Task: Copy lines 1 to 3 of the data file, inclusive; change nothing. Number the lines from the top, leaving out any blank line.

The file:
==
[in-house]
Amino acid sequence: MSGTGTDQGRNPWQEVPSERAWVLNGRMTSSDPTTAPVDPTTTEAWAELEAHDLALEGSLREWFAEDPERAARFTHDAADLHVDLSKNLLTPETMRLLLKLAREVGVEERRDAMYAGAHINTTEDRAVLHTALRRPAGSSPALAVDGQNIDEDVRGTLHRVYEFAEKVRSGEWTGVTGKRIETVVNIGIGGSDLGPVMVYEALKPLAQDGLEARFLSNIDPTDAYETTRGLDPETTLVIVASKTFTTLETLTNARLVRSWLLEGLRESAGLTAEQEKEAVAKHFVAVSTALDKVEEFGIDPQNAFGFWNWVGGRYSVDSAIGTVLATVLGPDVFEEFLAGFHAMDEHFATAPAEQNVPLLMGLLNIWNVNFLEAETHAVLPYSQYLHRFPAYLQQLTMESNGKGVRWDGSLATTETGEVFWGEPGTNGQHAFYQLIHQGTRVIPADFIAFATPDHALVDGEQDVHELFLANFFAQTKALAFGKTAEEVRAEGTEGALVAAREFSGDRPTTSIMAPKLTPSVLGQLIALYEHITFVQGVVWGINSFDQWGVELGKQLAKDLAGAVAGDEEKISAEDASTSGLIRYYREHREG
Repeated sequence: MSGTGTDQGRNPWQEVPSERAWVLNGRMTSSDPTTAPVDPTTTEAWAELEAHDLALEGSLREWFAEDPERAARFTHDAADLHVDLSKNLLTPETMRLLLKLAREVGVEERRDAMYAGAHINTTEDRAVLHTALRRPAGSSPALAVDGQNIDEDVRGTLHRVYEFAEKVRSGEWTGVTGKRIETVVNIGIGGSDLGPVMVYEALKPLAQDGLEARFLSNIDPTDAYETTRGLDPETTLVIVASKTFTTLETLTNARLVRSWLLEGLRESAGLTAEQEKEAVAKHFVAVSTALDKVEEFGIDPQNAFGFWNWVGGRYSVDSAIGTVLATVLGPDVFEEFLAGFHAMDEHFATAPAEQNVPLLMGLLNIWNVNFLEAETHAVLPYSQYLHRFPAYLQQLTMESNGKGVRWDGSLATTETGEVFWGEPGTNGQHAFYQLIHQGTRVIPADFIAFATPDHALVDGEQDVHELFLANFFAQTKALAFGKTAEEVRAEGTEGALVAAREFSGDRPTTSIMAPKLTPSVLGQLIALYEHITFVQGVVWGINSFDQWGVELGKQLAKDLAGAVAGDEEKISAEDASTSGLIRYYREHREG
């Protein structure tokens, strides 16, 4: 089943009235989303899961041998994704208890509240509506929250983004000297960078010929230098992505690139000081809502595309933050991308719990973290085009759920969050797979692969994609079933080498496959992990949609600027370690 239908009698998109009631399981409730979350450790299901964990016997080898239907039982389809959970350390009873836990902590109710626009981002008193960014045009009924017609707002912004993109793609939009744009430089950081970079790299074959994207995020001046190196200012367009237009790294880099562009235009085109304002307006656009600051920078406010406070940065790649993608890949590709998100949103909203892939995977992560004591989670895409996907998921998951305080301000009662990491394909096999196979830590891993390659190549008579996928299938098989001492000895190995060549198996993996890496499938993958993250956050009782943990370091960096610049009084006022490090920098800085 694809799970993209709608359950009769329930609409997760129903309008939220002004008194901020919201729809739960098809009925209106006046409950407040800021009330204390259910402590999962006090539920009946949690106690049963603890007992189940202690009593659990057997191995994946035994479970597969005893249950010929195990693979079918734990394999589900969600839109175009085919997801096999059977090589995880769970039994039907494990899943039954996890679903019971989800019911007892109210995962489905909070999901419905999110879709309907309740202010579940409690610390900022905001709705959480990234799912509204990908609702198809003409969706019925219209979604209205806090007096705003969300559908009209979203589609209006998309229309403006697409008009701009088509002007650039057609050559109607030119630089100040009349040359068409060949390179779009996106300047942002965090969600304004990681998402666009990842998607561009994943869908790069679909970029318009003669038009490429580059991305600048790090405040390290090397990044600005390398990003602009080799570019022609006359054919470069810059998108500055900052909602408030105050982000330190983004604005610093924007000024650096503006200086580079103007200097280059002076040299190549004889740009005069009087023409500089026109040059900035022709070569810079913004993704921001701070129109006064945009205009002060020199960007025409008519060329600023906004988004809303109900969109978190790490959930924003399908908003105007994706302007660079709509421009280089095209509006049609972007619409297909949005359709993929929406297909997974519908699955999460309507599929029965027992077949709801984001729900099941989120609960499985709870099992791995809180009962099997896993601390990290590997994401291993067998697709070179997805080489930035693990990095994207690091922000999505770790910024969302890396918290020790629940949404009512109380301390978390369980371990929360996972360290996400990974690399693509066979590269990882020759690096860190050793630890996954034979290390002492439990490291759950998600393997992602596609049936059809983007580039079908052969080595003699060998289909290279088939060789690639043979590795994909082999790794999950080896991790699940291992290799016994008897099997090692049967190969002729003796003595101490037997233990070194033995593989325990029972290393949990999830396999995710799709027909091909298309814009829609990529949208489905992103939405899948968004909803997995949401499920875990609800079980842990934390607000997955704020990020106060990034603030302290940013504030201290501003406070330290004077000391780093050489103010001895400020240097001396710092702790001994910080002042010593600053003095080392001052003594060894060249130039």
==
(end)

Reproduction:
[in-house]
Amino acid sequence: MSGTGTDQGRNPWQEVPSERAWVLNGRMTSSDPTTAPVDPTTTEAWAELEAHDLALEGSLREWFAEDPERAARFTHDAADLHVDLSKNLLTPETMRLLLKLAREVGVEERRDAMYAGAHINTTEDRAVLHTALRRPAGSSPALAVDGQNIDEDVRGTLHRVYEFAEKVRSGEWTGVTGKRIETVVNIGIGGSDLGPVMVYEALKPLAQDGLEARFLSNIDPTDAYETTRGLDPETTLVIVASKTFTTLETLTNARLVRSWLLEGLRESAGLTAEQEKEAVAKHFVAVSTALDKVEEFGIDPQNAFGFWNWVGGRYSVDSAIGTVLATVLGPDVFEEFLAGFHAMDEHFATAPAEQNVPLLMGLLNIWNVNFLEAETHAVLPYSQYLHRFPAYLQQLTMESNGKGVRWDGSLATTETGEVFWGEPGTNGQHAFYQLIHQGTRVIPADFIAFATPDHALVDGEQDVHELFLANFFAQTKALAFGKTAEEVRAEGTEGALVAAREFSGDRPTTSIMAPKLTPSVLGQLIALYEHITFVQGVVWGINSFDQWGVELGKQLAKDLAGAVAGDEEKISAEDASTSGLIRYYREHREG
Repeated sequence: MSGTGTDQGRNPWQEVPSERAWVLNGRMTSSDPTTAPVDPTTTEAWAELEAHDLALEGSLREWFAEDPERAARFTHDAADLHVDLSKNLLTPETMRLLLKLAREVGVEERRDAMYAGAHINTTEDRAVLHTALRRPAGSSPALAVDGQNIDEDVRGTLHRVYEFAEKVRSGEWTGVTGKRIETVVNIGIGGSDLGPVMVYEALKPLAQDGLEARFLSNIDPTDAYETTRGLDPETTLVIVASKTFTTLETLTNARLVRSWLLEGLRESAGLTAEQEKEAVAKHFVAVSTALDKVEEFGIDPQNAFGFWNWVGGRYSVDSAIGTVLATVLGPDVFEEFLAGFHAMDEHFATAPAEQNVPLLMGLLNIWNVNFLEAETHAVLPYSQYLHRFPAYLQQLTMESNGKGVRWDGSLATTETGEVFWGEPGTNGQHAFYQLIHQGTRVIPADFIAFATPDHALVDGEQDVHELFLANFFAQTKALAFGKTAEEVRAEGTEGALVAAREFSGDRPTTSIMAPKLTPSVLGQLIALYEHITFVQGVVWGINSFDQWGVELGKQLAKDLAGAVAGDEEKISAEDASTSGLIRYYREHREG